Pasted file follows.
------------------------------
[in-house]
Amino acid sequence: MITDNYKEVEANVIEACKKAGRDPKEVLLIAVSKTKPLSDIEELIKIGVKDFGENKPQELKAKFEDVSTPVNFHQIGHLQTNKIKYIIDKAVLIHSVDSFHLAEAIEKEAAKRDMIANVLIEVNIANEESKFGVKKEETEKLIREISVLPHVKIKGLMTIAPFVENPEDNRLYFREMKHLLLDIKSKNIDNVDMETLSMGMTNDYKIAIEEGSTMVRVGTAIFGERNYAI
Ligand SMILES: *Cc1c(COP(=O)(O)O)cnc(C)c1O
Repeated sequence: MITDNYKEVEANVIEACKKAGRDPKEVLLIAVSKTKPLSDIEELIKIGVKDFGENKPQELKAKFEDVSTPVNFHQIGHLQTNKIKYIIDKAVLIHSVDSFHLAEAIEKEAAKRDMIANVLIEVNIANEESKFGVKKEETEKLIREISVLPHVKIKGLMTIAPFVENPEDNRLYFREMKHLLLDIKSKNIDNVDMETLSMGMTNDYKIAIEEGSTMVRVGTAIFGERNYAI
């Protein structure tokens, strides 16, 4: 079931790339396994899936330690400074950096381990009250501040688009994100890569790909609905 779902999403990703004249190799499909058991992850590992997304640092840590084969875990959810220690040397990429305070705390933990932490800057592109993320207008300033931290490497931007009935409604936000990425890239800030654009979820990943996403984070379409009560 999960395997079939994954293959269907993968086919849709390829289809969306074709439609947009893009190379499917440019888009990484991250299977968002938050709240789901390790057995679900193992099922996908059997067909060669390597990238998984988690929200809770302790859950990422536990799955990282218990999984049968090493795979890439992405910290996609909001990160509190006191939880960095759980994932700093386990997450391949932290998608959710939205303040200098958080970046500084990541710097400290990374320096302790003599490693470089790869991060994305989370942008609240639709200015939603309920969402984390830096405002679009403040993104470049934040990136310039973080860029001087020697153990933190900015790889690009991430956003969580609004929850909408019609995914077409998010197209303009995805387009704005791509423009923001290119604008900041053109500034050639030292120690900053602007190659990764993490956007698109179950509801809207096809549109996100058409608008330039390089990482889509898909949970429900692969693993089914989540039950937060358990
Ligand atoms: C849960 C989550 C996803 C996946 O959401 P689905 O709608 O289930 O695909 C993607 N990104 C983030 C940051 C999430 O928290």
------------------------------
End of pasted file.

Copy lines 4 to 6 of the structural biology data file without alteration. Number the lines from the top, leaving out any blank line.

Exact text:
Repeated sequence: MITDNYKEVEANVIEACKKAGRDPKEVLLIAVSKTKPLSDIEELIKIGVKDFGENKPQELKAKFEDVSTPVNFHQIGHLQTNKIKYIIDKAVLIHSVDSFHLAEAIEKEAAKRDMIANVLIEVNIANEESKFGVKKEETEKLIREISVLPHVKIKGLMTIAPFVENPEDNRLYFREMKHLLLDIKSKNIDNVDMETLSMGMTNDYKIAIEEGSTMVRVGTAIFGERNYAI
């Protein structure tokens, strides 16, 4: 079931790339396994899936330690400074950096381990009250501040688009994100890569790909609905 779902999403990703004249190799499909058991992850590992997304640092840590084969875990959810220690040397990429305070705390933990932490800057592109993320207008300033931290490497931007009935409604936000990425890239800030654009979820990943996403984070379409009560 999960395997079939994954293959269907993968086919849709390829289809969306074709439609947009893009190379499917440019888009990484991250299977968002938050709240789901390790057995679900193992099922996908059997067909060669390597990238998984988690929200809770302790859950990422536990799955990282218990999984049968090493795979890439992405910290996609909001990160509190006191939880960095759980994932700093386990997450391949932290998608959710939205303040200098958080970046500084990541710097400290990374320096302790003599490693470089790869991060994305989370942008609240639709200015939603309920969402984390830096405002679009403040993104470049934040990136310039973080860029001087020697153990933190900015790889690009991430956003969580609004929850909408019609995914077409998010197209303009995805387009704005791509423009923001290119604008900041053109500034050639030292120690900053602007190659990764993490956007698109179950509801809207096809549109996100058409608008330039390089990482889509898909949970429900692969693993089914989540039950937060358990
Ligand atoms: C849960 C989550 C996803 C996946 O959401 P689905 O709608 O289930 O695909 C993607 N990104 C983030 C940051 C999430 O928290």